To paraphrase one of my favourite movies, “art is a cruel mistress, but she is her own reward.” Easier said then done. I don’t like writing and drawing in a vacuum. While I’ve never minded the solitary nature of the craft, my stories are meant to be read. I’ve never wanted to make ‘outsider art’ that few if anyone reads. My goal was never to ‘hermetically seal’ my work from the world at large, either.

It’s not a fun feeling to be where I’m at, struggling to find an audience and struggling to make a living at it. Solutions are difficult to find. And the loss I’ve been feeling is difficult to place. Given the state of the world (not just with COVID-19 but with the wildfires in California and Oregon, the explosion in Beirut, and so on), there’s a lot to be thankful for. There really is. Art and writing bring me a great deal of joy, not to mention the fact that I’ve grown a great deal as an artist.

I’m extremely proud of WOLF’S HEAD, despite the terrible sales and lack of awareness that it even exists. I think it’s some of the best work I’ve ever done. And it’s been a joyful experience, too.

It would just be truly awesome to be able to share that joy with readers.

Some early WOLF'S HEAD reviews



Some early reviews of my comic series WOLF'S HEAD are slowly but surely making the rounds. I've included a few snippets below. If you've read any of the issues so far, please consider rating (and even reviewing them!) over on Goodreads.

WOLF'S HEAD issue 1: https://www.goodreads.com/book/show/36809058-wolf-s-head

WOLF'S HEAD issue 2: https://www.goodreads.com/book/show/41562440-wolf-s-head

WOLF'S HEAD issue 3: https://www.goodreads.com/book/show/43396709-wolf-s-head
 

Review Snippets


The Midwest Book Review: "This new and original, full color, deftly scripted, impressively illustrated comic book series is a fully engaging, page-turner of a read and would prove to be an immediate and enduringly popular addition to personal reading lists and community library collections."

The Comics Beat:  Philippe Leblanc from The Comics Beat did an in-depth review of the first two issues. It's great, so please go have a look!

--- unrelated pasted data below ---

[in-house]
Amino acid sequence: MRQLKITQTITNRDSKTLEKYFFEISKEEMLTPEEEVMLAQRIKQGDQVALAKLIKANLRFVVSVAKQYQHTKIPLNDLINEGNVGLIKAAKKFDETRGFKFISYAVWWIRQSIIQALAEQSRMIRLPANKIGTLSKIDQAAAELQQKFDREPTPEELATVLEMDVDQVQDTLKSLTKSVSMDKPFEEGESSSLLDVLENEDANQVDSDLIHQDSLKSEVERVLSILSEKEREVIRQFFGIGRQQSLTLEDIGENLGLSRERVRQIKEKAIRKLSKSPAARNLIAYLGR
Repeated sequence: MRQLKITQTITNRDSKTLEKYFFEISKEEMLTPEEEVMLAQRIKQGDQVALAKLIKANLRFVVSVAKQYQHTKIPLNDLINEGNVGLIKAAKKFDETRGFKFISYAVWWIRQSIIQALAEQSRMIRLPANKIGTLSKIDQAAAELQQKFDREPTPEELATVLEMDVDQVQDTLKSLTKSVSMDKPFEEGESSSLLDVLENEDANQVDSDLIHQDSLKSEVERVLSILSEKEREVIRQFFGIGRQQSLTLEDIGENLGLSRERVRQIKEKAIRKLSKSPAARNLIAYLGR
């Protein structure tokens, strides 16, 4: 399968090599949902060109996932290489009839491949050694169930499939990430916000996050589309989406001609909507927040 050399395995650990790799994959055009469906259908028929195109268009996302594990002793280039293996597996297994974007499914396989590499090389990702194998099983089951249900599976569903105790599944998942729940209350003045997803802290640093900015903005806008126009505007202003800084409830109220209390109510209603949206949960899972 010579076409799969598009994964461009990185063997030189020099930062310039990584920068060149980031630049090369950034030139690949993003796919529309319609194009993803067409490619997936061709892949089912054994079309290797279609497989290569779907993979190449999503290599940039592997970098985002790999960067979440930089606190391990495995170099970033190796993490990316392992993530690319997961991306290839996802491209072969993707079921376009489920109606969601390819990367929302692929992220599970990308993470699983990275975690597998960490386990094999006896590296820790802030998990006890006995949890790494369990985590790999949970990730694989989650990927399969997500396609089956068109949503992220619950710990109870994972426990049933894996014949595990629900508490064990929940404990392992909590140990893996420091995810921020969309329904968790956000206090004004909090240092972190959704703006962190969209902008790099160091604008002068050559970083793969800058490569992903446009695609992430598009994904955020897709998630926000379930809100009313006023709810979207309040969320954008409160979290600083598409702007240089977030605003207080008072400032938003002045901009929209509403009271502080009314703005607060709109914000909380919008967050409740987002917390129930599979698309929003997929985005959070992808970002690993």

Various Goodreads Reviews

Issue 1: "I loved reading this book and recommend you try it out. 1) Really strong female characters. 2) The plot is not just compelling, but highly relevant to what's happening in our world today."

Issue 2: "I bought this issue because I'm a big fan of Von Allan--particularly "the road to god knows"--and I'm glad I did. It was an intriguing and engaging read, with likable (yet prickly and real-feeling) protagonists, big surprises, and some super sketchy super villains."

Issue 3: "After reading the first two issues, I was deeply into the plot and characters--intrigued and invested. In this issue, the story line accelerates and explodes and I reached a new warp speed of page-turning. Can't wait for the next issue!"

Trailer for I AM STILL YOUR CHILD documentary



I've been fortunate enough to be involved in a documentary project focusing on the children of parents with mental illness (COPMI). It's a pretty amazing project and I've been thrilled to be involved. Megan Durnford, the writer and director, Katarina Soukup, the producer from Catbird Productions, St├ęphanie Couillard, Alex Margineanu (cinematographer), St├ęphane Barsalou (sound recorder), and the rest of the crew have brought an empathy to the film that is quite remarkable. There are still a lot of societal taboos regarding mental illness and I think this film might help challenge that.

So why did they get  in touch with me? Well, my mom was diagnosed schizophrenic when I was quite young. I actually wrote and drew a graphic novel titled the road to god knows... that is an account (albeit fictionalized) of my experiences with my mom's mental illness and my growing awareness that she was not "okay." I didn't go the full autobiographical route for a number of reasons, but one of the main one's is that my mom died before I even started the comic and I wanted some emotional distance from the work and my own life.

The documentary uses quite a bit of my art through it, but I should note that I actually re-drew a number of pages specifically for the film (I'm going to do a follow-up post specifically on this subject in the near future).

The film will be airing on CBC Montreal through the documentary series Absolutely Quebec on Saturday, September 16th. It will have a wider release shortly after that. I'll update the website as I know more.

In the meantime, the trailer linked above really captures the tone of it very well.  I think it's beautiful. For more on the film, keep an eye on the Facebook page and the official website.

Wolf's Head by Von Allan

Link to Von Allan's Wolf's Head comic book series